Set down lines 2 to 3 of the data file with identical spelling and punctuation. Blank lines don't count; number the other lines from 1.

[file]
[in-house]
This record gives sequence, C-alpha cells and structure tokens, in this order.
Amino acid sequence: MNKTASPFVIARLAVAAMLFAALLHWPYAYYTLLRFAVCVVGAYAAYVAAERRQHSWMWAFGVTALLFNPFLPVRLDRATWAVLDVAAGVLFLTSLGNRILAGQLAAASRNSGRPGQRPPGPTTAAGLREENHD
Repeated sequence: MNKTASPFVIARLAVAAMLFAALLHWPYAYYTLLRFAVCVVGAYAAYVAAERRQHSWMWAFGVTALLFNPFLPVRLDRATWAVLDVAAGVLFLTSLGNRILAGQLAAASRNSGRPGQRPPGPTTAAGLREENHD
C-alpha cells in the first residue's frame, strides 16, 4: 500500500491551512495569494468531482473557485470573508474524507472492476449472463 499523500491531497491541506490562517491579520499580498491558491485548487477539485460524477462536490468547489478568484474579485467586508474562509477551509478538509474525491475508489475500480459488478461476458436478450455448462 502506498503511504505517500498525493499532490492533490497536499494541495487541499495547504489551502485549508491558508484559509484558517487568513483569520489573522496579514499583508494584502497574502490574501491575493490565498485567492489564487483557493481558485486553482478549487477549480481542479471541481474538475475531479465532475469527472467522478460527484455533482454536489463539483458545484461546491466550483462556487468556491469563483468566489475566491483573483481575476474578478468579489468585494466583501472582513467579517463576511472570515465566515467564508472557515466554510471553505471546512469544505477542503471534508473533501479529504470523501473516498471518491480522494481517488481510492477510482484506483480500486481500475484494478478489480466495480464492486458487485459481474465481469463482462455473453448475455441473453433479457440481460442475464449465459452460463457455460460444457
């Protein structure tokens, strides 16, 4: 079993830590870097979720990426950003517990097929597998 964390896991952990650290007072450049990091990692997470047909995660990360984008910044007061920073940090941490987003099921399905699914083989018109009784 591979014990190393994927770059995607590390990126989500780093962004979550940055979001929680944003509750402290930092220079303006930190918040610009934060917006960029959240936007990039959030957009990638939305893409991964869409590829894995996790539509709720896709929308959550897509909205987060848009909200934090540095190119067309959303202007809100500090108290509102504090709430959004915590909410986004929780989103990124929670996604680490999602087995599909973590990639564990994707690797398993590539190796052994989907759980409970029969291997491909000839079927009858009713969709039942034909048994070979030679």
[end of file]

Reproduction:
This record gives sequence, C-alpha cells and structure tokens, in this order.
Amino acid sequence: MNKTASPFVIARLAVAAMLFAALLHWPYAYYTLLRFAVCVVGAYAAYVAAERRQHSWMWAFGVTALLFNPFLPVRLDRATWAVLDVAAGVLFLTSLGNRILAGQLAAASRNSGRPGQRPPGPTTAAGLREENHD